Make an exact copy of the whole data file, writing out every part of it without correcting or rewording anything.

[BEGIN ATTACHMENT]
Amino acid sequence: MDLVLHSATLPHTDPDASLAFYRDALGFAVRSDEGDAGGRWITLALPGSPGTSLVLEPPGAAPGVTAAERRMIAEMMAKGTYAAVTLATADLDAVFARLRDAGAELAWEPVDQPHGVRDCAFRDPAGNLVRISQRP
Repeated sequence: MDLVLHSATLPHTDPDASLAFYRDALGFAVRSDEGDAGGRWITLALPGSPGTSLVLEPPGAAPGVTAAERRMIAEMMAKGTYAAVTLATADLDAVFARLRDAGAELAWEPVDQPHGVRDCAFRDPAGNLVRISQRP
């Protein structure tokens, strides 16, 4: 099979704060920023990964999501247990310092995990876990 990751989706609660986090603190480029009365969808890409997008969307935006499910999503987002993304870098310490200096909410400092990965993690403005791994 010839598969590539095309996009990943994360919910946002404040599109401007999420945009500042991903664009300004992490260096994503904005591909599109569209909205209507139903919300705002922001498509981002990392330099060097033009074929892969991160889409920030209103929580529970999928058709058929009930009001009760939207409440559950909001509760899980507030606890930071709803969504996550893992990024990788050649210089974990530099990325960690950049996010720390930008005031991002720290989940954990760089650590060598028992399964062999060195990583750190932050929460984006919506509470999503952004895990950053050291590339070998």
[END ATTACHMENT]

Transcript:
Amino acid sequence: MDLVLHSATLPHTDPDASLAFYRDALGFAVRSDEGDAGGRWITLALPGSPGTSLVLEPPGAAPGVTAAERRMIAEMMAKGTYAAVTLATADLDAVFARLRDAGAELAWEPVDQPHGVRDCAFRDPAGNLVRISQRP
Repeated sequence: MDLVLHSATLPHTDPDASLAFYRDALGFAVRSDEGDAGGRWITLALPGSPGTSLVLEPPGAAPGVTAAERRMIAEMMAKGTYAAVTLATADLDAVFARLRDAGAELAWEPVDQPHGVRDCAFRDPAGNLVRISQRP
């Protein structure tokens, strides 16, 4: 099979704060920023990964999501247990310092995990876990 990751989706609660986090603190480029009365969808890409997008969307935006499910999503987002993304870098310490200096909410400092990965993690403005791994 010839598969590539095309996009990943994360919910946002404040599109401007999420945009500042991903664009300004992490260096994503904005591909599109569209909205209507139903919300705002922001498509981002990392330099060097033009074929892969991160889409920030209103929580529970999928058709058929009930009001009760939207409440559950909001509760899980507030606890930071709803969504996550893992990024990788050649210089974990530099990325960690950049996010720390930008005031991002720290989940954990760089650590060598028992399964062999060195990583750190932050929460984006919506509470999503952004895990950053050291590339070998």